As the 2010 Quadrennial Defense Review moved from a December draft to the February final version, Pentagon officials deleted several passages and softened others about China’s military buildup.
Gone is one passage, present in the Dec. 3 draft, declaring that “prudence requires” the United States prepare for “disruptive competition and conflict” with China.
Altered are passages about Russian arms sales to Beijing and China’s 2007 destruction of a low-orbit satellite.
Why the changes? One Pentagon official said department and Obama administration officials worried that harsh words might upset Chinese officials at a time when the United States and China are so economically intertwined.
Trade policy is not, however, in the DoD’s province. It is more likely that the QDR reflects Secretary Robert Gate’s often articulated view that future wars will be like the current small, irregular combat in Afghanistan rather than large-scale conventional warfare against a rival nation-state.
In his joint announcement of the QDR and the 2011 budget on Feb. 2, Gates summarized his vision as, “Rebalanc[ing] our programs in order to institutionalize and enhance our ability to fight the wars we are in today, while at the same time providing a hedge against current and future risks and contingencies.” The “hedge” is not of sufficient concern to justify continuing programs like the F-22 air superiority fighter, or a capability to mount large-scale Marine amphibious assaults, or an expanded national missile defense system. Shipbuilding plans will also see the Navy continue to shrink, with an emphasis on smaller warships.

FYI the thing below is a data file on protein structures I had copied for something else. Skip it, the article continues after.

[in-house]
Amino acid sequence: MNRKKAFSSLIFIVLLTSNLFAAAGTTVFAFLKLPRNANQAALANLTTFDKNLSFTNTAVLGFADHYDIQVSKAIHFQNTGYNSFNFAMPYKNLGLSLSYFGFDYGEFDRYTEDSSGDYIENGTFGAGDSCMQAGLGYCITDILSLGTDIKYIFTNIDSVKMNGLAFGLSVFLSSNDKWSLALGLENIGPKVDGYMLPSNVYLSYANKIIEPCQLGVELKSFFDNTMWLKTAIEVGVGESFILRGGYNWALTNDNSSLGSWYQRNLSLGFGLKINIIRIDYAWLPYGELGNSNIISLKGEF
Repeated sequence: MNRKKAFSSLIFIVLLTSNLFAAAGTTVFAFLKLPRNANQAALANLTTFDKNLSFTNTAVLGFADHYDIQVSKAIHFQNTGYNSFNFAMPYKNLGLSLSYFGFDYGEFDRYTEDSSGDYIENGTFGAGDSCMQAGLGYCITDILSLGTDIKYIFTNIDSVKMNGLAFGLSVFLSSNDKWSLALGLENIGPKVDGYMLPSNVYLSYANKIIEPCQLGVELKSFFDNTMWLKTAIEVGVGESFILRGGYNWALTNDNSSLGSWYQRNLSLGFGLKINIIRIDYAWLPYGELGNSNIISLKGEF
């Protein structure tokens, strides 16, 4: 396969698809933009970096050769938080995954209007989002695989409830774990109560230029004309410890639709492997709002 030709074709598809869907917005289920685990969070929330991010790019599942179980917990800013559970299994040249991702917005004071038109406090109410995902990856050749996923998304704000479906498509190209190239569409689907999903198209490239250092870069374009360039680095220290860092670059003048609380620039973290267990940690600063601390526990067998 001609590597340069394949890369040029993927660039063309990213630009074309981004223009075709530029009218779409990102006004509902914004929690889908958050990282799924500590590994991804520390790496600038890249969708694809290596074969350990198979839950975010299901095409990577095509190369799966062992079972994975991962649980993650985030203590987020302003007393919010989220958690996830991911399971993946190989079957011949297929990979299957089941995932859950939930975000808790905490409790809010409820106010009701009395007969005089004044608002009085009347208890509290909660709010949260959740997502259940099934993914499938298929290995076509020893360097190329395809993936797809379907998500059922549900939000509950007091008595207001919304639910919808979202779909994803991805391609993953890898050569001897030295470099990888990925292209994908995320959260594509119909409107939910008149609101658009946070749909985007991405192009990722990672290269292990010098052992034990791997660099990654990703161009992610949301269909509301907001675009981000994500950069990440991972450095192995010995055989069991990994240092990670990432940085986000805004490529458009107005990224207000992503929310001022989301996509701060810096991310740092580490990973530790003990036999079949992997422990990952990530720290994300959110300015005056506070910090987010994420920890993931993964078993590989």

The QDR states, “successfully balancing requires that the Department make hard choices on the level of resources required as well as accepting and managing risk in a way that favors success in today’s wars.” Obviously, winning in Iraq and Afghanistan are the current top priorities, but Gates has also emphasized his desire to “institutionalize” DoD planning, meaning his vision of avoiding confrontations with a rising “peer competitor” like China or even a major regional power like Iran.
The QDR did not completely ignore China, though the country was mentioned only a handful of times in 105 pages. Its most complete statement is on page 60.